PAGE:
Subjective Ramblings and Peripheral Thoughts from the Edges of a Comics Studies Project
About a month or so ago, Maryland-based Rosarium Publishing released APB: Artists against Police Brutality: A Comic Book Anthology, an anthology of comics and flash fiction that, as it was first described to me, was “created in the wake of the recent events surrounding the #BlackLivesMatter movement and heightened awareness of police brutality.” The volume is edited by author and Rosarium chief Bill Campbell, writer and editor Jason Rodriguez, and art and visual studies scholar John Jennings. The proceeds are donated to the Innocence Project, a national litigation and public policy organization dedicated to exonerating wrongfully convicted individuals and reforming the criminal justice system to prevent future injustice.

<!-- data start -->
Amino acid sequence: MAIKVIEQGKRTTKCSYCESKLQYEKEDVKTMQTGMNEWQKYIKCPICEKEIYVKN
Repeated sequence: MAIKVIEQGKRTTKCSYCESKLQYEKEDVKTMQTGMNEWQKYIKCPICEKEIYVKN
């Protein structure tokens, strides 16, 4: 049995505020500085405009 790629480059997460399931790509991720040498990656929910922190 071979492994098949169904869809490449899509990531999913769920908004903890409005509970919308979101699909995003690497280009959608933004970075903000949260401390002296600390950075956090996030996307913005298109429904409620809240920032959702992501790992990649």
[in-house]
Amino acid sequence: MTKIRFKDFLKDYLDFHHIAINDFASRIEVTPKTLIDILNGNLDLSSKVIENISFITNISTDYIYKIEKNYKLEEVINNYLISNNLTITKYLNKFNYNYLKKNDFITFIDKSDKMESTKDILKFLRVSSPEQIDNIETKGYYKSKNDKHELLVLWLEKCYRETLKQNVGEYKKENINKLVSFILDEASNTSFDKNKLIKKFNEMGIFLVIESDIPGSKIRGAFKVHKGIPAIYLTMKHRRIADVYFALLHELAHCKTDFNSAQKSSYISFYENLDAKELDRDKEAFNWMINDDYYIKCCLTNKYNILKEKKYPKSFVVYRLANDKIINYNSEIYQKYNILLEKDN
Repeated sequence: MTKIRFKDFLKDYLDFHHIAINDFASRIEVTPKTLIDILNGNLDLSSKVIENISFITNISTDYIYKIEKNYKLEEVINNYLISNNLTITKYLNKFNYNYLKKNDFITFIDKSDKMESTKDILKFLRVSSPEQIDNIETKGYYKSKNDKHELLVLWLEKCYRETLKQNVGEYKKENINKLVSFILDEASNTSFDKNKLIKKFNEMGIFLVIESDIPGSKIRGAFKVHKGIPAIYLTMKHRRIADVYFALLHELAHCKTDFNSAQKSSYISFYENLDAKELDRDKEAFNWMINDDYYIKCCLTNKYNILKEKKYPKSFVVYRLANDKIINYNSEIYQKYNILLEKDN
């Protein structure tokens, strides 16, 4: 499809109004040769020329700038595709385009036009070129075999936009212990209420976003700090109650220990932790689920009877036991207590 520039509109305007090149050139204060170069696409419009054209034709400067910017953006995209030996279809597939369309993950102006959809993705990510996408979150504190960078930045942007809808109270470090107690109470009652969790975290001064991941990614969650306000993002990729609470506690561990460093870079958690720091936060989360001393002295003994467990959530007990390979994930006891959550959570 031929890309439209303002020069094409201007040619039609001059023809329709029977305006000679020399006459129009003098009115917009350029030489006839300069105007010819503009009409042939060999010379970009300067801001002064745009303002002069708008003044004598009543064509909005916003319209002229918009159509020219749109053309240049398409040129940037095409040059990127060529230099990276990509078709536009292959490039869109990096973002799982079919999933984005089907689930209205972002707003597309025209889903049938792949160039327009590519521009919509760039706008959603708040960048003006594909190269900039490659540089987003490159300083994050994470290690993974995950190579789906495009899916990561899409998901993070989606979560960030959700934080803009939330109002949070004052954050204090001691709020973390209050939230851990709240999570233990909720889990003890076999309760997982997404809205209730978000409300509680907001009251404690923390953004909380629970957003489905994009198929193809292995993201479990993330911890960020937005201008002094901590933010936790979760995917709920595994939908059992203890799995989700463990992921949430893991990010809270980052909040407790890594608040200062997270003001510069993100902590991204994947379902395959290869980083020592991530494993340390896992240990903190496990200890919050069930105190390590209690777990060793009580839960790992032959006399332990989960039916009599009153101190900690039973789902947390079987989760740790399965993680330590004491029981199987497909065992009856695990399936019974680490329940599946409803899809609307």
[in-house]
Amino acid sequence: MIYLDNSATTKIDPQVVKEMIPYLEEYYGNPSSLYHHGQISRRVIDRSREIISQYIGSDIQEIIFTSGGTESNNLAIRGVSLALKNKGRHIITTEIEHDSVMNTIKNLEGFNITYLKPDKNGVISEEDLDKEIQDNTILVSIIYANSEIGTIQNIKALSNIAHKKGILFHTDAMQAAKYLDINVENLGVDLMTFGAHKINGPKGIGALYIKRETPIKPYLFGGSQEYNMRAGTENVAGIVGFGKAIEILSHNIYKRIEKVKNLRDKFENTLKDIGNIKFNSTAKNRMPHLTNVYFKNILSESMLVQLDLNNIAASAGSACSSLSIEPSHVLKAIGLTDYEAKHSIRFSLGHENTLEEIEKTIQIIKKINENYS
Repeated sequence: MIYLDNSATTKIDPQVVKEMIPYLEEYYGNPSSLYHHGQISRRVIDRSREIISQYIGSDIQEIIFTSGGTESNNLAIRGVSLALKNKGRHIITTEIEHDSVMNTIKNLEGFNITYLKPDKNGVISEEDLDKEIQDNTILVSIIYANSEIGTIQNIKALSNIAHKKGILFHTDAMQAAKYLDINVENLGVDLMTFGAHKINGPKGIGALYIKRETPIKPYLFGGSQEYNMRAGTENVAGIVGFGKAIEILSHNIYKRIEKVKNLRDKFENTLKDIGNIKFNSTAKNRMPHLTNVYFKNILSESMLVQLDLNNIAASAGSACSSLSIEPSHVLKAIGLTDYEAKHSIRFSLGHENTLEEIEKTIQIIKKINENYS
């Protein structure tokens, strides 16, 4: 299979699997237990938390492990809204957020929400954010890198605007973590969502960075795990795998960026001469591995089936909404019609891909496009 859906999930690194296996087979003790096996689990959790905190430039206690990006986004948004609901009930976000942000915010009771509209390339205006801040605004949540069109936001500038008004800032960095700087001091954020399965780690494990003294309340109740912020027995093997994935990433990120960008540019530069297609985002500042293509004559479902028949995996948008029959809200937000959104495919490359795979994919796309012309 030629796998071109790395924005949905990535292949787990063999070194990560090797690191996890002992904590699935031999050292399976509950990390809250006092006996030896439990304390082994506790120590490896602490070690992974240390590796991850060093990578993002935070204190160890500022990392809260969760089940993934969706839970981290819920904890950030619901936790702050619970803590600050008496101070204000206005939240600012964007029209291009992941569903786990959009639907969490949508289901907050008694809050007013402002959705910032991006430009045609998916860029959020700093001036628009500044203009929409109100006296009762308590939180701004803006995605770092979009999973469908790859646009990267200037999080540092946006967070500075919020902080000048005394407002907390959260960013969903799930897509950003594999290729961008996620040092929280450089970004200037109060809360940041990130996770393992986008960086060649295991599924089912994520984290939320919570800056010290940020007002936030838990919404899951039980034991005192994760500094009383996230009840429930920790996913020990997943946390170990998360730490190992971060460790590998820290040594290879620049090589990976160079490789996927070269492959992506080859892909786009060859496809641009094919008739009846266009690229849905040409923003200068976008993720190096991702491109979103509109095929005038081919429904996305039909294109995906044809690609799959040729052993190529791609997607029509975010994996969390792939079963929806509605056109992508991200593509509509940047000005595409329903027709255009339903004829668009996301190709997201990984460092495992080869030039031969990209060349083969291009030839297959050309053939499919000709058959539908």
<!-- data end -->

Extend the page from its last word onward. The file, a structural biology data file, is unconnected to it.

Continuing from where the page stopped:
Although I would love to, it is not my place to review the book here, since the review copy that I requested from the publisher was for the Scandinavian Journal of Comic Art. A review – not authored by me – will appear in the next scheduled issue come spring. That said, I wanted to at the very least publish a brief post about the book in an effort to help in whatever small way I can to get the word out about Artists Against Police Brutality, a highly worthy piece of comics activism. It is, without a doubt, one of the most important publications to come out of American comics in 2015.
The bodies and violence on display in the book are a visceral attempt at showing you the impact of this violence on individuals and communities, but again, if you look deeper, you will see that APB is also a love letter–to the victims of said violence, of course, but it’s also a direct attempt at convincing oppressive systems that victims and potential victims are worthy of love, respect, and compassionl.